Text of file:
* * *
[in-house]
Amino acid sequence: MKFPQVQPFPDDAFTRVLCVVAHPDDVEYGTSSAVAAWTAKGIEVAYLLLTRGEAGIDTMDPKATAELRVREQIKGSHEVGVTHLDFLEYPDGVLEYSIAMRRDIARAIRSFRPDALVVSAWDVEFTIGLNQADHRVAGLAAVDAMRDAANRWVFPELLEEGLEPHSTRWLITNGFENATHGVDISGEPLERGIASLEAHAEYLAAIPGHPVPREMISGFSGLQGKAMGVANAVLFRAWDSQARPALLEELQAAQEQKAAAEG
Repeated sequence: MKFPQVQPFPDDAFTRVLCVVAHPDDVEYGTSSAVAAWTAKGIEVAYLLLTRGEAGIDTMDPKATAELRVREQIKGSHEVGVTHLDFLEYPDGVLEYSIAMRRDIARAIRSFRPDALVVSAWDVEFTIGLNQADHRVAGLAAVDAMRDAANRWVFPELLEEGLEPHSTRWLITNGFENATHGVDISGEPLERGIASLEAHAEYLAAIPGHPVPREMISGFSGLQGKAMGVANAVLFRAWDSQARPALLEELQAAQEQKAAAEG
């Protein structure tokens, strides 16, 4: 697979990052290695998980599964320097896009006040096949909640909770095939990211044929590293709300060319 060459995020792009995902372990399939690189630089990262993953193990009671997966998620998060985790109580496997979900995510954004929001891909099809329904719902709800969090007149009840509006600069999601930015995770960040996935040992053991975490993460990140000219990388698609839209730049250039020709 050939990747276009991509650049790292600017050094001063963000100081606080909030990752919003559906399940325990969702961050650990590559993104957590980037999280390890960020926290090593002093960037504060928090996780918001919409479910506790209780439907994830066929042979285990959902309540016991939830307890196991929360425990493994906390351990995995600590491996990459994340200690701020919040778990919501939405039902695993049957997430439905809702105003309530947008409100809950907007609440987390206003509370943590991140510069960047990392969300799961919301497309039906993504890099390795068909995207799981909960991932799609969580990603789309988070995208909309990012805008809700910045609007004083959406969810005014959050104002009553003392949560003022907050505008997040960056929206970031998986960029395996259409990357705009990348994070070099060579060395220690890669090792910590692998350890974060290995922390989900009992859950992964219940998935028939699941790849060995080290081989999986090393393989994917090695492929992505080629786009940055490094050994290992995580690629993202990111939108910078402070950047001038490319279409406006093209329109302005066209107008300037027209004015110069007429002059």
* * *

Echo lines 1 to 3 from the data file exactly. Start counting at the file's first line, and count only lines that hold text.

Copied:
[in-house]
Amino acid sequence: MKFPQVQPFPDDAFTRVLCVVAHPDDVEYGTSSAVAAWTAKGIEVAYLLLTRGEAGIDTMDPKATAELRVREQIKGSHEVGVTHLDFLEYPDGVLEYSIAMRRDIARAIRSFRPDALVVSAWDVEFTIGLNQADHRVAGLAAVDAMRDAANRWVFPELLEEGLEPHSTRWLITNGFENATHGVDISGEPLERGIASLEAHAEYLAAIPGHPVPREMISGFSGLQGKAMGVANAVLFRAWDSQARPALLEELQAAQEQKAAAEG
Repeated sequence: MKFPQVQPFPDDAFTRVLCVVAHPDDVEYGTSSAVAAWTAKGIEVAYLLLTRGEAGIDTMDPKATAELRVREQIKGSHEVGVTHLDFLEYPDGVLEYSIAMRRDIARAIRSFRPDALVVSAWDVEFTIGLNQADHRVAGLAAVDAMRDAANRWVFPELLEEGLEPHSTRWLITNGFENATHGVDISGEPLERGIASLEAHAEYLAAIPGHPVPREMISGFSGLQGKAMGVANAVLFRAWDSQARPALLEELQAAQEQKAAAEG